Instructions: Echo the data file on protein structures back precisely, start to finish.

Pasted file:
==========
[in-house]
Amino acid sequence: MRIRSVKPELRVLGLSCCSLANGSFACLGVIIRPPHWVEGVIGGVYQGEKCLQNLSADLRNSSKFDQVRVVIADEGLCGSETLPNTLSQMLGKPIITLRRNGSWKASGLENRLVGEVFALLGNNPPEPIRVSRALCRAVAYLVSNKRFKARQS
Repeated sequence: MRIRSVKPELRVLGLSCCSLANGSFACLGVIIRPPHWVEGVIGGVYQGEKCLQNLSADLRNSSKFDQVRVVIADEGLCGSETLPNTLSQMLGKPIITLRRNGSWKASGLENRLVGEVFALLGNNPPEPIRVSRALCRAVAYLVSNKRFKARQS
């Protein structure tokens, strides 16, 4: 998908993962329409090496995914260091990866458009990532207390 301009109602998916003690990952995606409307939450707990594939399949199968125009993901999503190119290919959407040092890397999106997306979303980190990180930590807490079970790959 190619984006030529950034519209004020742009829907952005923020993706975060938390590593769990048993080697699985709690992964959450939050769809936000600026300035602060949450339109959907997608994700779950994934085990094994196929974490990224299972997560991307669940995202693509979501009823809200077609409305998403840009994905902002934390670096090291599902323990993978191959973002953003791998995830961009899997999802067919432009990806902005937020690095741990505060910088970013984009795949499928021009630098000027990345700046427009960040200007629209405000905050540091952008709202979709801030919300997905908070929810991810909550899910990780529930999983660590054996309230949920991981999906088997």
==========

[in-house]
Amino acid sequence: MRIRSVKPELRVLGLSCCSLANGSFACLGVIIRPPHWVEGVIGGVYQGEKCLQNLSADLRNSSKFDQVRVVIADEGLCGSETLPNTLSQMLGKPIITLRRNGSWKASGLENRLVGEVFALLGNNPPEPIRVSRALCRAVAYLVSNKRFKARQS
Repeated sequence: MRIRSVKPELRVLGLSCCSLANGSFACLGVIIRPPHWVEGVIGGVYQGEKCLQNLSADLRNSSKFDQVRVVIADEGLCGSETLPNTLSQMLGKPIITLRRNGSWKASGLENRLVGEVFALLGNNPPEPIRVSRALCRAVAYLVSNKRFKARQS
């Protein structure tokens, strides 16, 4: 998908993962329409090496995914260091990866458009990532207390 301009109602998916003690990952995606409307939450707990594939399949199968125009993901999503190119290919959407040092890397999106997306979303980190990180930590807490079970790959 190619984006030529950034519209004020742009829907952005923020993706975060938390590593769990048993080697699985709690992964959450939050769809936000600026300035602060949450339109959907997608994700779950994934085990094994196929974490990224299972997560991307669940995202693509979501009823809200077609409305998403840009994905902002934390670096090291599902323990993978191959973002953003791998995830961009899997999802067919432009990806902005937020690095741990505060910088970013984009795949499928021009630098000027990345700046427009960040200007629209405000905050540091952008709202979709801030919300997905908070929810991810909550899910990780529930999983660590054996309230949920991981999906088997």